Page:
Bridge Street — Maple to Mammoth
Hanover Street — Woodlawn to Candia
Spruce Street — Maple to Tarrytown
Cilley Road — Jewett to South Mammoth
Calef Road — Baker to Mitchell
Main Street — Granite to Sullivan
Putnam Street — Cumberland to Main
Front Street — Exit 7 overpass to Goffstown Road
Officials with the school district and Manchester Proud announced last week that the Council of the Great City Schools’ Board of Directors has approved the city’s application for membership.
Founded in 1956, the Council of the Great City Schools, CGCS, is a national organization, with membership limited to the country’s largest urban school districts. The mission of the council is to help inner-city school children “meet the highest standards and become successful and productive members of society.”
Among the benefits available to members are tools and services to improve districts’ professional development, leadership, governance, management and operations.
“What an extraordinary new resource this brings to Manchester’s schools,” Assistant Superintendent Amy Allen said in a statement. “The Council of Great City Schools is highly regarded for its public school performance measurements and benchmarking.”
“With their help we can understand and improve aspects of our own work, such as financial management, procurement, human resources, information technologies, food services, safety and security, and maintenance and operations,” added Assistant Superintendent Jennifer Gillis in a statement.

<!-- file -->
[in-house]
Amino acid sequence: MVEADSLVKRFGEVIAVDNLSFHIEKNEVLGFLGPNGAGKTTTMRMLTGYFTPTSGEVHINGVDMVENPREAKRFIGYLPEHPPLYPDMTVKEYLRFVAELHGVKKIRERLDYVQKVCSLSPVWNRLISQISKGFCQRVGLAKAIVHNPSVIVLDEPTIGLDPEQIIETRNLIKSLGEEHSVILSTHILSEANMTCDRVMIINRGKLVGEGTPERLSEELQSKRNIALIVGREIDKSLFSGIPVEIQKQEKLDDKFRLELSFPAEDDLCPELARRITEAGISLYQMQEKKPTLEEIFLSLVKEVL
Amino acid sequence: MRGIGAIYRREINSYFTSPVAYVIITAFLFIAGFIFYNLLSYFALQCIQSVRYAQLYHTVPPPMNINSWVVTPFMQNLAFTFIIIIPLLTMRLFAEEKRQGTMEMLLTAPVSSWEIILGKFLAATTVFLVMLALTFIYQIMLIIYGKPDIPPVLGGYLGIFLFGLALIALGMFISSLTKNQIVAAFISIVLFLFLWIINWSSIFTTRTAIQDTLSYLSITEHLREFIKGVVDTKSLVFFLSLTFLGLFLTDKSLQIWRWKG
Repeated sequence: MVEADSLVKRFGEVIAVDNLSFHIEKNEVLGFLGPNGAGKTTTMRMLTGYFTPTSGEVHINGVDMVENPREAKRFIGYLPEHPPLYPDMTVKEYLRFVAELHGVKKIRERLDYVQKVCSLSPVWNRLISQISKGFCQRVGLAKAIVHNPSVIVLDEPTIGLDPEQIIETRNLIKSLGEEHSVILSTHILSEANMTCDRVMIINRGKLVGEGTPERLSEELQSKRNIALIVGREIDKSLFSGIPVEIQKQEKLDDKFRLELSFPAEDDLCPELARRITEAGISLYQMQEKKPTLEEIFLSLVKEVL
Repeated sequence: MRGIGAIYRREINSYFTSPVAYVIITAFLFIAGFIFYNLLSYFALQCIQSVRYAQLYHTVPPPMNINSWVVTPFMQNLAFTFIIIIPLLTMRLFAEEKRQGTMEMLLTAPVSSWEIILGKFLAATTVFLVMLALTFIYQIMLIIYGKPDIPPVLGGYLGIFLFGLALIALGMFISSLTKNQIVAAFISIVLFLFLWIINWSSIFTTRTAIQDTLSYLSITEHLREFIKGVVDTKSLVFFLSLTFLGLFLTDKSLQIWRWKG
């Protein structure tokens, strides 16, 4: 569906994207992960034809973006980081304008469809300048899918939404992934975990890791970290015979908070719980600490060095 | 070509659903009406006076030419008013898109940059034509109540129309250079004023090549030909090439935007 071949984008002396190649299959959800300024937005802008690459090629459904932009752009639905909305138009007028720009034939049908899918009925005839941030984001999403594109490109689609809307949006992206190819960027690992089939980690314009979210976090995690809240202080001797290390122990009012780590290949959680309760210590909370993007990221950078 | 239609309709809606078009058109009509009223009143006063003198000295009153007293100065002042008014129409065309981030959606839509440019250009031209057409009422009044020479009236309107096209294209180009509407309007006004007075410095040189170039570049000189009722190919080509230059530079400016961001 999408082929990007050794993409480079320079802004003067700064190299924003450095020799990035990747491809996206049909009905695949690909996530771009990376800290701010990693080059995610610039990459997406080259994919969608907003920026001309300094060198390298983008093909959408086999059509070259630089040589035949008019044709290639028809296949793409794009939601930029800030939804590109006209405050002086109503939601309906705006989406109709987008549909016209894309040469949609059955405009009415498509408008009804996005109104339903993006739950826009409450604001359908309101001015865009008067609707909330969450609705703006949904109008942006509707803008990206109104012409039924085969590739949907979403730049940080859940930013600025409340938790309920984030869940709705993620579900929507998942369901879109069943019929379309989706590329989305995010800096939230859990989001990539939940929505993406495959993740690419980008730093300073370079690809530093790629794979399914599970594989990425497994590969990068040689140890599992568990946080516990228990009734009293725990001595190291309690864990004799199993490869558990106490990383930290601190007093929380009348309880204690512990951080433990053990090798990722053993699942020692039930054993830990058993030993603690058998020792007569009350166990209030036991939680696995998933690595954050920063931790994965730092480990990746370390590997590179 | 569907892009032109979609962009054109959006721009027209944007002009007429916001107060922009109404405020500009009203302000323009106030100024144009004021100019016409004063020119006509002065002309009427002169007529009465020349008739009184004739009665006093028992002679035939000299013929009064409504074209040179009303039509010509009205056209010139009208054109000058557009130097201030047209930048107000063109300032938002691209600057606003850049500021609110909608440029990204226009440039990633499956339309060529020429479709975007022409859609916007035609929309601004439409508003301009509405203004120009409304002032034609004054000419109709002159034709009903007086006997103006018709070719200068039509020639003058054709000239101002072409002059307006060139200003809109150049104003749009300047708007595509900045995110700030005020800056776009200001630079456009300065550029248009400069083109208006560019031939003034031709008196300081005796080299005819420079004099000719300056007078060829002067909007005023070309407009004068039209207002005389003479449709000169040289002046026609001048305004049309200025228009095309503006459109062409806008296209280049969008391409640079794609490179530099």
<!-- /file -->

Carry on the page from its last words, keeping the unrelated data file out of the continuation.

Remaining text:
“Manchester Proud, through its many funders and supporters, is delighted to sponsor this invaluable new resource,” said Ellie Cochran, a Manchester Proud council member. “This is among the first of many opportunities we can realize for our kids, by working together as a united community.”
“The acceptance of Manchester’s application was by no means a sure thing,” said Barry Brensinger, coordinator for Manchester Proud. “Although the largest public school system in New Hampshire, the Manchester School District is small when compared to other members of CGSC, and a number of other districts similar to Manchester have not gained membership. There are more than 13,000 public school districts in the U.S. and only 74 CGSC members, so Manchester is with pretty select company. In the end, a joint and deliberate effort by Mayor Craig, Superintendent (Dr. Bolgen) Vargas, and Manchester Proud, successfully presented a compelling case for membership. Central to that case was the Manchester community’s growing movement toward greater appreciation of the essential value of our schools and support for their improvement.”